❉ A seismic Celtic record, daring in its musical content, showcasing Gwenno’s vocal gift at its best.
Kate Bush covered Péadar Ó Dornín’ s Mná na hÉíreann in the nineties, Skye rockers Runrig performed Alba and An Toll Dubh in their tours alongside Rod Stewart covers, Gwenno won Welsh Language Album of the Year in 2015 before taking the decision to pay tribute to the other British Brythonic Language, Cornish, on her second solo album.
“This album is a combination of accepting the culture which your parents have valued enough to want to pass on to you” Gwenno has explained and where her debut largely returned to her mother’s Welsh, here she pays equal homage to her father’s Cornish tongue, finding a creative muse from the sunken Brythonic cities Cantre’r Gwaelod, Kêr-Is, Langarrow and Lyonesse. This is an empowering record of Celtic mythos.
As someone who spent part of his undergrad listening to Ned Maddrell records while studying Celtic Modal verbs (Maddrell was the last surviving native Manx speaker), this is indeed a linguistic treat, but for those who haven’t the same salient desire for Celtic languages, they will be pleased to hear that there are enough pop hooks here to make this much more than an academic preservatory paper. Tir Ha Mor sounds of sweet, sophisticated Parisian pop, an eighties Serge Gainsbourg for text reference. A tribute to St.Ives painter Peter Lanyon (a victim to a 1964 aircraft crash), Gwenno calls him Marghek an Gwyns. “Marghek an Gwyns was his Bardic name,” writes Gwenno. “Rider of the Winds.”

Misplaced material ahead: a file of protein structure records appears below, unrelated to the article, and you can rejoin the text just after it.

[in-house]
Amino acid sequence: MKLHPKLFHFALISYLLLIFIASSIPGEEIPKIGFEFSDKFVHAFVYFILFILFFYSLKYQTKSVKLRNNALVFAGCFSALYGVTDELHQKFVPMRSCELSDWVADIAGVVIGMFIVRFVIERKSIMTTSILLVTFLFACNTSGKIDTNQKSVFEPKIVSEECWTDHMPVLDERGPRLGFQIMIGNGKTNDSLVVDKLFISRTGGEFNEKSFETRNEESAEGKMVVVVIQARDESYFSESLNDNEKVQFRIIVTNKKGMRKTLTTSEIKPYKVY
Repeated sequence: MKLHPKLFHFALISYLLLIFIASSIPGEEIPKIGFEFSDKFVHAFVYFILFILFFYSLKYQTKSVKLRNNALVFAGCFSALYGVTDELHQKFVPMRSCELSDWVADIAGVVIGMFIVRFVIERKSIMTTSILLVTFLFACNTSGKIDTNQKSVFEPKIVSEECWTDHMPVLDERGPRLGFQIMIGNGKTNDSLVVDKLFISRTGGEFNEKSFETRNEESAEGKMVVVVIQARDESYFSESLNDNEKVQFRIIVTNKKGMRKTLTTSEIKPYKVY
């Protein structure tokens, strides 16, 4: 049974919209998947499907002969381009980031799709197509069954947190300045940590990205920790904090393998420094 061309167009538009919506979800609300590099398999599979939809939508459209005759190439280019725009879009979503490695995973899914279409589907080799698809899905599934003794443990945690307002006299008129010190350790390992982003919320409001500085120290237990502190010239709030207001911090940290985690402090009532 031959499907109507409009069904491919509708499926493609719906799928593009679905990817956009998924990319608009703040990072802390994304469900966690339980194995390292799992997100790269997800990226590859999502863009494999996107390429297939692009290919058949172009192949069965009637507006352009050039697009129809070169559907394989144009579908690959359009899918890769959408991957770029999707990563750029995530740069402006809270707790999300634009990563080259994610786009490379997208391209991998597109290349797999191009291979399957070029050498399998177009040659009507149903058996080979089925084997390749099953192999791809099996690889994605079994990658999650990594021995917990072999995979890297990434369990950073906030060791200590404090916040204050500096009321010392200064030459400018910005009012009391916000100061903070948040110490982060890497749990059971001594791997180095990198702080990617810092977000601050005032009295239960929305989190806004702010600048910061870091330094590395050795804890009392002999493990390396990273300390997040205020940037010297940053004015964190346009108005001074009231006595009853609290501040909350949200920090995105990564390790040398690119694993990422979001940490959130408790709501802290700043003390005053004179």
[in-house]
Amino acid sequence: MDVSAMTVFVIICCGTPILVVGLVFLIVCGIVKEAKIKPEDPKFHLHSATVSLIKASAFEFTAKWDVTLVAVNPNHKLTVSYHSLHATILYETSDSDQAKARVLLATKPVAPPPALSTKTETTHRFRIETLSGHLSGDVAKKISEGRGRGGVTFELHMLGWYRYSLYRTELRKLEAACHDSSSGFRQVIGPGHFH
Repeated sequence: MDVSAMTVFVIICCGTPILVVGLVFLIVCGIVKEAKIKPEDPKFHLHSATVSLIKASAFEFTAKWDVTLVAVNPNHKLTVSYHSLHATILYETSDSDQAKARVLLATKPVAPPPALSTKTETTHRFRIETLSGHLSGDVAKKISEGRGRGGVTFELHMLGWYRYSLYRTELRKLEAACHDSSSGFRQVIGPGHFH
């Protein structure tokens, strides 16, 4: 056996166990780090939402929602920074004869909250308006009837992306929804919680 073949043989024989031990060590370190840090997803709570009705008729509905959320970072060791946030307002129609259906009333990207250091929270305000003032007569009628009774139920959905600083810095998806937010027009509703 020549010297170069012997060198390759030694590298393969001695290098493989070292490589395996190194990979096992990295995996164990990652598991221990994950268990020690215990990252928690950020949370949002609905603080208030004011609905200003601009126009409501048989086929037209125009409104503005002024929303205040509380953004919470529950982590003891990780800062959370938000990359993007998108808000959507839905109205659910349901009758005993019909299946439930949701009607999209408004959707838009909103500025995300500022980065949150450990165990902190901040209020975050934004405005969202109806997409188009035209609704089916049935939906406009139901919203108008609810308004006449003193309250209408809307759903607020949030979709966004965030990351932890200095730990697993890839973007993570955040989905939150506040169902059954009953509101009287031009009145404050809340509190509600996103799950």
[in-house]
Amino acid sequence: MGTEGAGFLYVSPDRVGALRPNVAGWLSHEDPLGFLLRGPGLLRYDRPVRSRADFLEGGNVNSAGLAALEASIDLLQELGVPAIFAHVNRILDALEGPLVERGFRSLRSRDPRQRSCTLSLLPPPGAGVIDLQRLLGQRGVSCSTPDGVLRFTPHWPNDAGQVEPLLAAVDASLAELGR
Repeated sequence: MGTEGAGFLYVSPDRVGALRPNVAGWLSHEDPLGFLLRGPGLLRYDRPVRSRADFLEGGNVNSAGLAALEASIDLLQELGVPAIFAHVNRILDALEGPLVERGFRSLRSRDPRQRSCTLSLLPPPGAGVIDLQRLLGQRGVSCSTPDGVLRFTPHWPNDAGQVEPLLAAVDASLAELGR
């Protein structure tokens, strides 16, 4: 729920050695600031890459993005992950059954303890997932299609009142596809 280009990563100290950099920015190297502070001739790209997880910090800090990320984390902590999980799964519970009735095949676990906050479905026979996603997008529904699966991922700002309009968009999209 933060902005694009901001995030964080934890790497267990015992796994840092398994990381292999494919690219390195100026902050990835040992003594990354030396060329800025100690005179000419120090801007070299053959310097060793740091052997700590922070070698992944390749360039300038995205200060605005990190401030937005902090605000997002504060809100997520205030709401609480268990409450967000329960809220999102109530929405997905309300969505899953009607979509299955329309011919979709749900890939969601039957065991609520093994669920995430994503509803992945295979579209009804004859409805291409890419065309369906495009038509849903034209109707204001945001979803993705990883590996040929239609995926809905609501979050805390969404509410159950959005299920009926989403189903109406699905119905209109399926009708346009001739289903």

Herdhya has the slow hew hay of a four o’clock club closer, fittingly laconic, yet strident, akin to Annie Lennox’s dignified Lord of The Rings work. Eus Keus?(Is There Cheese?) has the reigning drive of a Thom Yorke track by verse and a driving drum filled -chorus conjuring the excitement of a synthpop power ballad. Piano hypnotiser Jynn-amontya (this writer’s favourite track) is both jazzy and spacey, trippy out-there effects close the track with the psychedelic fervour of sixties avant-garde milieu. There’s a gorgeous sense of Vangelis/Mike Oldfield at play on Den Heb Taves, albeit a track sung with the power of an ardent whose primary goal here is to pay tribute to a language spoken by three to four hundred native speakers.
But there’s fun to be had here too. Groove centred Daromres y’n Howl (Traffic In The Sun) plays with the delightful flippancy of a Supertramp track (Gruff Rhys makes a cameo here) and Aremorika has a seismic rocking quality to it. Hi a Skoellyas Liv a Dhagrow is so named as a tongue-in-cheek call back to an Aphex Twins track of the same name (musically, it sounds like the France Gall eighties hit that never was). And in more powerful forays, Hunros is sung with the staggering stamina of a classic Enya track, Gwenno’s vocal gift at its best.
This is a seismic Celtic record, daring in its musical content, admirable as a document for a living, breathing language. Fancy recording a Breton album to complete a Brythonic trilogy?